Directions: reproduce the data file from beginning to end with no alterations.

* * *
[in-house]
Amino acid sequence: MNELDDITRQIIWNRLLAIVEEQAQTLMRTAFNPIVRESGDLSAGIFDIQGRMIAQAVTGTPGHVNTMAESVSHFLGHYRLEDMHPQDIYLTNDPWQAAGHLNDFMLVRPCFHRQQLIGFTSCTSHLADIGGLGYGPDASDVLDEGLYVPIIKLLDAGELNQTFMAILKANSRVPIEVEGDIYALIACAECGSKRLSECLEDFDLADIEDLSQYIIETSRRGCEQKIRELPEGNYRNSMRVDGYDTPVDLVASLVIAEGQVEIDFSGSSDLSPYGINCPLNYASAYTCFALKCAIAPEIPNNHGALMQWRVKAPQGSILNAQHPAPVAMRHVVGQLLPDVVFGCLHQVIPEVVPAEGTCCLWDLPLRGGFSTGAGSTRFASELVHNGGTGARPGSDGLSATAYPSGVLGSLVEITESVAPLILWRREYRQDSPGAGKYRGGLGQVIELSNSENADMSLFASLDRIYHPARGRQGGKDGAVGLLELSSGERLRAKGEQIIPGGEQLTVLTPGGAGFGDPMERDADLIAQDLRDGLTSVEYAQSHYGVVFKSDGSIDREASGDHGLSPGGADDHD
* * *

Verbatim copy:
[in-house]
Amino acid sequence: MNELDDITRQIIWNRLLAIVEEQAQTLMRTAFNPIVRESGDLSAGIFDIQGRMIAQAVTGTPGHVNTMAESVSHFLGHYRLEDMHPQDIYLTNDPWQAAGHLNDFMLVRPCFHRQQLIGFTSCTSHLADIGGLGYGPDASDVLDEGLYVPIIKLLDAGELNQTFMAILKANSRVPIEVEGDIYALIACAECGSKRLSECLEDFDLADIEDLSQYIIETSRRGCEQKIRELPEGNYRNSMRVDGYDTPVDLVASLVIAEGQVEIDFSGSSDLSPYGINCPLNYASAYTCFALKCAIAPEIPNNHGALMQWRVKAPQGSILNAQHPAPVAMRHVVGQLLPDVVFGCLHQVIPEVVPAEGTCCLWDLPLRGGFSTGAGSTRFASELVHNGGTGARPGSDGLSATAYPSGVLGSLVEITESVAPLILWRREYRQDSPGAGKYRGGLGQVIELSNSENADMSLFASLDRIYHPARGRQGGKDGAVGLLELSSGERLRAKGEQIIPGGEQLTVLTPGGAGFGDPMERDADLIAQDLRDGLTSVEYAQSHYGVVFKSDGSIDREASGDHGLSPGGADDHD